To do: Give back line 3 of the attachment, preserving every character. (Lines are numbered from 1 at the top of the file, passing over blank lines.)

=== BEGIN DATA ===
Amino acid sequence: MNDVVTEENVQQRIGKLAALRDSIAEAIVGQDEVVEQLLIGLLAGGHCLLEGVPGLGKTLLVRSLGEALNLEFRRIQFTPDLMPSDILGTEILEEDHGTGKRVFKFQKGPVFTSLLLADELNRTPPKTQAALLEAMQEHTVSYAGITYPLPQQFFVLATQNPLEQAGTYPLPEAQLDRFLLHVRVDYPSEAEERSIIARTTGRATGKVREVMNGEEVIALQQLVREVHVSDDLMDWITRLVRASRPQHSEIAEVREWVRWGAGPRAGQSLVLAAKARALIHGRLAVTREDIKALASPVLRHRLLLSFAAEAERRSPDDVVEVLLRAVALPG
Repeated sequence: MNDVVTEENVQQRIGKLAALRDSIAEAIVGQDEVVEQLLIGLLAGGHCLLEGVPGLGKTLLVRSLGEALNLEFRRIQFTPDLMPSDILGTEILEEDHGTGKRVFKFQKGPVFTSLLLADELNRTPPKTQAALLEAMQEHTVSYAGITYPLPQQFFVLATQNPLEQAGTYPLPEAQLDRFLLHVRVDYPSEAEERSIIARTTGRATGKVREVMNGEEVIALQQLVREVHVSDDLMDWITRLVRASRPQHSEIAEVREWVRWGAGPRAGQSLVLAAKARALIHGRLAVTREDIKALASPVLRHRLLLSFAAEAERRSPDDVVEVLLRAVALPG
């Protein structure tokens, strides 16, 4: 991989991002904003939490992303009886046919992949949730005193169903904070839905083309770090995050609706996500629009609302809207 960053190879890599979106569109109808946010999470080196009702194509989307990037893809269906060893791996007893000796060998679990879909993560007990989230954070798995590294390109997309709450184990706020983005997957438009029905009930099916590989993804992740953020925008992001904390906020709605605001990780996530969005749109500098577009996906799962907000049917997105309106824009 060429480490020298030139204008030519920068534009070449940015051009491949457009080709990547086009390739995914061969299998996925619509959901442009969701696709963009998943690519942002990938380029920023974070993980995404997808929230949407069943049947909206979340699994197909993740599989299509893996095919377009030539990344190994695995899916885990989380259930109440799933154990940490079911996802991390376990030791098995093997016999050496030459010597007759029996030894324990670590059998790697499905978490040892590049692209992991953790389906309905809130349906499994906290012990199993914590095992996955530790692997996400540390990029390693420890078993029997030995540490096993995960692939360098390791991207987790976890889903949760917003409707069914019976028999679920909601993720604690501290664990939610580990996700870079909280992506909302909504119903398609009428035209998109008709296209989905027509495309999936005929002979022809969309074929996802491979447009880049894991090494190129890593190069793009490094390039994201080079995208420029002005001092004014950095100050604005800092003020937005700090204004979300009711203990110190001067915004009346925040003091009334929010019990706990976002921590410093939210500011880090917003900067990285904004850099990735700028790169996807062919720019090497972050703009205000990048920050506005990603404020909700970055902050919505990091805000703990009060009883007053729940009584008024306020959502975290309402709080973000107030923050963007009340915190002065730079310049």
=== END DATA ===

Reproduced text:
């Protein structure tokens, strides 16, 4: 991989991002904003939490992303009886046919992949949730005193169903904070839905083309770090995050609706996500629009609302809207 960053190879890599979106569109109808946010999470080196009702194509989307990037893809269906060893791996007893000796060998679990879909993560007990989230954070798995590294390109997309709450184990706020983005997957438009029905009930099916590989993804992740953020925008992001904390906020709605605001990780996530969005749109500098577009996906799962907000049917997105309106824009 060429480490020298030139204008030519920068534009070449940015051009491949457009080709990547086009390739995914061969299998996925619509959901442009969701696709963009998943690519942002990938380029920023974070993980995404997808929230949407069943049947909206979340699994197909993740599989299509893996095919377009030539990344190994695995899916885990989380259930109440799933154990940490079911996802991390376990030791098995093997016999050496030459010597007759029996030894324990670590059998790697499905978490040892590049692209992991953790389906309905809130349906499994906290012990199993914590095992996955530790692997996400540390990029390693420890078993029997030995540490096993995960692939360098390791991207987790976890889903949760917003409707069914019976028999679920909601993720604690501290664990939610580990996700870079909280992506909302909504119903398609009428035209998109008709296209989905027509495309999936005929002979022809969309074929996802491979447009880049894991090494190129890593190069793009490094390039994201080079995208420029002005001092004014950095100050604005800092003020937005700090204004979300009711203990110190001067915004009346925040003091009334929010019990706990976002921590410093939210500011880090917003900067990285904004850099990735700028790169996807062919720019090497972050703009205000990048920050506005990603404020909700970055902050919505990091805000703990009060009883007053729940009584008024306020959502975290309402709080973000107030923050963007009340915190002065730079310049």